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ERC: Genealogy and Family History: Records

   Photographic Records


Map page
Brownsville section of
Brooklyn, New York
Area west and south of Betsy Head playground
Sutter Ave. to Livonia Ave.
Amboy St. to Barrett St.

Map page
part of the Lower East Side
New York, New York
Pike St. to Montgomery St.
East Broadway to South St.

Note: Left-click on the thumbnail photo to see an enlarged image. Don't forget to further click on the gold, arrowed enlargement icon that appears when you pass your computer mouse arrow over the bottom right corner of the already enlarged image.

You can see the location of the office of the Yiddish Daily Forward (on East Broadway, between  Rutgers and Jefferson Streets), the Educational Alliance (corner of East Broadway and Jefferson Street), and synagogues on Jefferson Street and Henry Street. Certainly an interesting look at the past!

These maps, produced in 1913, are interesting and valuable for several reasons.
Between 1939 and 1941, as part of a government-sponsored WPA project, a photograph was taken of every piece of property in New York City. These photographs were taken for property appraisal and tax assessment purposes. They were taken with high quality 35 mm. cameras and are available for purchase from the New York City Municipal Archives. For those who wish to see what a particular property looked like back then, whether it be an old family residence or just a place of interest, this is a wonderful resource. If we have a certain address of interest, we can find the building photo with just a little work. To find the proper microfilm at the Municipal Archives, one must first determine what the block and lot number was for the particular address of interest. Then it is necessary to consult a particular microfilm to determine the correct microfilm roll that contains the image of the property we want. Then we can look at this microfilmed image through the microfilm reader and decide whether we want to purchase it and add it to our collection. It is possible to print the image out at the Archives, but the quality is extremely poor.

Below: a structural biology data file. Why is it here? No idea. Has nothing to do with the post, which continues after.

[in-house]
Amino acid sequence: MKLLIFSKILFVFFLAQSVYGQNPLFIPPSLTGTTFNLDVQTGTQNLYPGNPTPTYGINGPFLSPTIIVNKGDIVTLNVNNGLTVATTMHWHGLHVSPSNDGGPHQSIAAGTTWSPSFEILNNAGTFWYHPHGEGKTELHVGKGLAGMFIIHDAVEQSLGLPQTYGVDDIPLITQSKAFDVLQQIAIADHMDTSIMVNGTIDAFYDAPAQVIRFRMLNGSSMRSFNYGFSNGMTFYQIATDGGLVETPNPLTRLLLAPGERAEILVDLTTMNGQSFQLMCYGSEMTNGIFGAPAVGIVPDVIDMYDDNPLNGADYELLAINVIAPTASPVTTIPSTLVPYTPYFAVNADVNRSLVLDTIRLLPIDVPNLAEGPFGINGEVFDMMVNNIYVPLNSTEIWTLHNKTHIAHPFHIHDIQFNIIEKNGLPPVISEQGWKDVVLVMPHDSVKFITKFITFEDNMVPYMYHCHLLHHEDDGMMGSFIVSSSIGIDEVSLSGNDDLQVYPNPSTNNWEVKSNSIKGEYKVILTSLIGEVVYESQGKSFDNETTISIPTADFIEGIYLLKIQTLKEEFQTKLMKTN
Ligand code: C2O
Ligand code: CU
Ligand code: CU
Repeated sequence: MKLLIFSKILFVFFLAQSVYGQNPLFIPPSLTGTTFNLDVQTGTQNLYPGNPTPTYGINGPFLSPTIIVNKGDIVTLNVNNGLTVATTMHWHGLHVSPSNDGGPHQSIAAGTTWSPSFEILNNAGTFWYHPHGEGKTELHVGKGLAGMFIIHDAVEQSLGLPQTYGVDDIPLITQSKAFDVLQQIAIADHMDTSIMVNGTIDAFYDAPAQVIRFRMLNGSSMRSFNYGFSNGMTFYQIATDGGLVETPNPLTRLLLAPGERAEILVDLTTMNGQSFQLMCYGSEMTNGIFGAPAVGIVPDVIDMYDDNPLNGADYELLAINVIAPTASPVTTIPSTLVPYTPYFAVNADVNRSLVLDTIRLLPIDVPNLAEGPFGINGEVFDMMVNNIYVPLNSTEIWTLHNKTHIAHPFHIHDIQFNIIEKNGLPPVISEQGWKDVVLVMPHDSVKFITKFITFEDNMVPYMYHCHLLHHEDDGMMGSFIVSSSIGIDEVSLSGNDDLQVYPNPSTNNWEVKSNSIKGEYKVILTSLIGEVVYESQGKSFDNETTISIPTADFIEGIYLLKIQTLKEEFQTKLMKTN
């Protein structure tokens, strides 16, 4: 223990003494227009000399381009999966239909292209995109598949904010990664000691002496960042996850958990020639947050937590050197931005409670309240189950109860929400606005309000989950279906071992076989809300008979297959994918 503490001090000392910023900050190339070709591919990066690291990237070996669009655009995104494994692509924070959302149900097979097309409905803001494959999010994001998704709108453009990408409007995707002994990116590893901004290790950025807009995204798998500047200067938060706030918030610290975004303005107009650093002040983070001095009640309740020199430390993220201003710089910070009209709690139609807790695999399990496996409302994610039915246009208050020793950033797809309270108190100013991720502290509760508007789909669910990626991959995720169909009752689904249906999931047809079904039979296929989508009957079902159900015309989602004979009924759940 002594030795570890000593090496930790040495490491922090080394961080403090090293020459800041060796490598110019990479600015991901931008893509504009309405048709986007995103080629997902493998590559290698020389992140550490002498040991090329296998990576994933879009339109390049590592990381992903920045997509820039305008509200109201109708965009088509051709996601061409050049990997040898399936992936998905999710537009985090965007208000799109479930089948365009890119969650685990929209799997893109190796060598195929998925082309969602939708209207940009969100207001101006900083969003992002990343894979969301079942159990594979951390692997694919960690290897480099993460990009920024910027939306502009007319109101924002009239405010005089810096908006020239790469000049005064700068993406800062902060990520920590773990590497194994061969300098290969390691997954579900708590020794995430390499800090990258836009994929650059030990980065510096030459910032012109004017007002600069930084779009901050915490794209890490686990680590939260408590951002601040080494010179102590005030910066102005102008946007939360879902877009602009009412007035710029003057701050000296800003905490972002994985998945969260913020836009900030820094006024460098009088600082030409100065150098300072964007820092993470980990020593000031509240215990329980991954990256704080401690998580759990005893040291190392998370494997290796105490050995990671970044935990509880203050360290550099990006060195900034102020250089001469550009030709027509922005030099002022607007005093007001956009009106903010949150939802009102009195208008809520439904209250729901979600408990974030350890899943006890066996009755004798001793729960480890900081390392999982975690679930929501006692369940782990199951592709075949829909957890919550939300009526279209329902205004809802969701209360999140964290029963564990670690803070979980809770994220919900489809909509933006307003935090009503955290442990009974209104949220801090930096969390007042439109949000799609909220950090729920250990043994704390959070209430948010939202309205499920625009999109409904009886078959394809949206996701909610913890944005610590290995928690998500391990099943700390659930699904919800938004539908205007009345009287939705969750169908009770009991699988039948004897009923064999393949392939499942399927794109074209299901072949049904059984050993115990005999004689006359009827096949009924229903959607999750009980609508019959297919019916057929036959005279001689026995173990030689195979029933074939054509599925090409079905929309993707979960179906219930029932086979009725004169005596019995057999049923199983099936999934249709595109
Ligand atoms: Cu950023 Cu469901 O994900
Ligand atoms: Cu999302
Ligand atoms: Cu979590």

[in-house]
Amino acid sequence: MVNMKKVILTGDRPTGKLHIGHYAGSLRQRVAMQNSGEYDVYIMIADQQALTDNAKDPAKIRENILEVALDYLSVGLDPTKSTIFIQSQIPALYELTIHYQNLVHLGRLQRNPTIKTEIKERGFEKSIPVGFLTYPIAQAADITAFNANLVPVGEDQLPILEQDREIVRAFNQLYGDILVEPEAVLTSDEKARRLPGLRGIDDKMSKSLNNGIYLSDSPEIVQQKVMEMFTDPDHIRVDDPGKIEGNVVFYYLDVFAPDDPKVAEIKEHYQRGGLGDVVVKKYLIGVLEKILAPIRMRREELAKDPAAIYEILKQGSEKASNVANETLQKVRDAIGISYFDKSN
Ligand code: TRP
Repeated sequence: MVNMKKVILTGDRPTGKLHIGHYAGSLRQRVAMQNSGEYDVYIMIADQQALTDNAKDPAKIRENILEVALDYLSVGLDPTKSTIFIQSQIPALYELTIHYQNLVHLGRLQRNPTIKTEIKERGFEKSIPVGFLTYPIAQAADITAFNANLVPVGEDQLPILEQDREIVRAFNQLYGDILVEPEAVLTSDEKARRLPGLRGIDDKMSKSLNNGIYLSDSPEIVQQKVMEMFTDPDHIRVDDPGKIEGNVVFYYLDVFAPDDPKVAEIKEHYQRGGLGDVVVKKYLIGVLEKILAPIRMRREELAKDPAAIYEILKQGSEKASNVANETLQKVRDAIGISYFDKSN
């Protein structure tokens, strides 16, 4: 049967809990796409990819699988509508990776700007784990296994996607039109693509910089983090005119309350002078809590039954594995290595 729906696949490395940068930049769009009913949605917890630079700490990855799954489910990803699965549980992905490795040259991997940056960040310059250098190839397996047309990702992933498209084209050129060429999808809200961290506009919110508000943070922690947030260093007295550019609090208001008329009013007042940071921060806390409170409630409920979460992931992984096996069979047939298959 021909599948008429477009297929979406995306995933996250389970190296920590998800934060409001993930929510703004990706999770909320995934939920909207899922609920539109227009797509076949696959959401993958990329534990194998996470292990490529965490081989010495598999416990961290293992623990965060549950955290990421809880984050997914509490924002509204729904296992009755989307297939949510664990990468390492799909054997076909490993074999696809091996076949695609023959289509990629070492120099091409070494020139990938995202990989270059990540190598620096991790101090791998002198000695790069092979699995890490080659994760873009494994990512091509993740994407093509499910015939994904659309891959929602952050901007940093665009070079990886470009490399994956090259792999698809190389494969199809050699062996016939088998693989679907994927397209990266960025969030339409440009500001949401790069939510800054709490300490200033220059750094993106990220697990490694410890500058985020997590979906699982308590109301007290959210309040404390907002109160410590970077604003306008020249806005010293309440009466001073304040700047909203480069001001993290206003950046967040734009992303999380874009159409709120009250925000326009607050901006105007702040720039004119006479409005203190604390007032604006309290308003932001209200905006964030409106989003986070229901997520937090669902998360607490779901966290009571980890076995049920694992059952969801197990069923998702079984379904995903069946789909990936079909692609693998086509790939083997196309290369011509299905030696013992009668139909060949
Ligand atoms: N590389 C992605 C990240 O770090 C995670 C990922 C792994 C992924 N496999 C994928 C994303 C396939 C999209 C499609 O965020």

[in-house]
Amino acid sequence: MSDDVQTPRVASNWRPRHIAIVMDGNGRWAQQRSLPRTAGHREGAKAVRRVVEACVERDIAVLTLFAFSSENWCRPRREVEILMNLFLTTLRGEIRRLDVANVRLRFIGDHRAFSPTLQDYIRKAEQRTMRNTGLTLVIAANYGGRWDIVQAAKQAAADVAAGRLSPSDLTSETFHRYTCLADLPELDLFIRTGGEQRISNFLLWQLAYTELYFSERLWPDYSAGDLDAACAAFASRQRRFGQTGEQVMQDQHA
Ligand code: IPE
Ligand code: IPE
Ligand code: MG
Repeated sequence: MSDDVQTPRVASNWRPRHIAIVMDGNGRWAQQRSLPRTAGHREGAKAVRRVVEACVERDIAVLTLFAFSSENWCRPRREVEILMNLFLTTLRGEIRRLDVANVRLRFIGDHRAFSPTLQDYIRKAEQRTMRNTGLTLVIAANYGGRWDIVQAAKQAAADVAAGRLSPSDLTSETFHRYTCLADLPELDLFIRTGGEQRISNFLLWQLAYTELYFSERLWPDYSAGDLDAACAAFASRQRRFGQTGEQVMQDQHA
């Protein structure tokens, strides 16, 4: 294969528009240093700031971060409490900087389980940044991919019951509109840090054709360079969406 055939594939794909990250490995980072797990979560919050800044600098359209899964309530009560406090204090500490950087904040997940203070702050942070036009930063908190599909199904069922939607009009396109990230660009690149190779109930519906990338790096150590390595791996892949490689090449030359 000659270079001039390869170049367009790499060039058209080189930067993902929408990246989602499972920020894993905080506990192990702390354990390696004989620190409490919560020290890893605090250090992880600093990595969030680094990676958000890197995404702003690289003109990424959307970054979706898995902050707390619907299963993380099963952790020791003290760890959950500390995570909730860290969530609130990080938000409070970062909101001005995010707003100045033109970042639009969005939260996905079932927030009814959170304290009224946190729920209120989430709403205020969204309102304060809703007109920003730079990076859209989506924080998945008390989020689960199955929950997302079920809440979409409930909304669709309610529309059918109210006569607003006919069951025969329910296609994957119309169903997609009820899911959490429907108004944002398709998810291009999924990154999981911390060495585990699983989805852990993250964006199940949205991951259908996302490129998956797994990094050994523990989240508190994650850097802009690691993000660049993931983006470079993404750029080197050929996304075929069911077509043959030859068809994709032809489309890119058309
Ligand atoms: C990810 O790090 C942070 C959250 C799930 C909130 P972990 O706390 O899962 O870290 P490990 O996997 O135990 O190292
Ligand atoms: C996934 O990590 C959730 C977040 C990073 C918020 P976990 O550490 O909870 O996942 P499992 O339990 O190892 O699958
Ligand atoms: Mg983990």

These photos are also interesting because each one gives us a fascinating look back in time. We can see where our families lived, worked and played; what the buildings and neighborhoods looked like in the latter years of the Great Depression and the period of time before and during World War II. We can see people milling about or sitting about in front of their tenement building. We can view the old cars and see how folks back then dressed. The maps also indicate the lot size of each property and occasionally the names of some businesses or public areas.

If you do not know the numbers needed to find the right microfilm, you can have the Archives do it for a five dollar fee.


The smallest size photo available is an 8 inch by 10 inch one (thirty-five dollars black and white, forty-five in color), though you can always pay more and get an 11 by 14 (fifty and sixty dollars respectively.) There is also a small shipping fee. You will receive the photo within three to five weeks. Of course, they will refund your money if they cannot find the photo. Note that the quality of the photos may vary, though I have found the quality generally to be good.



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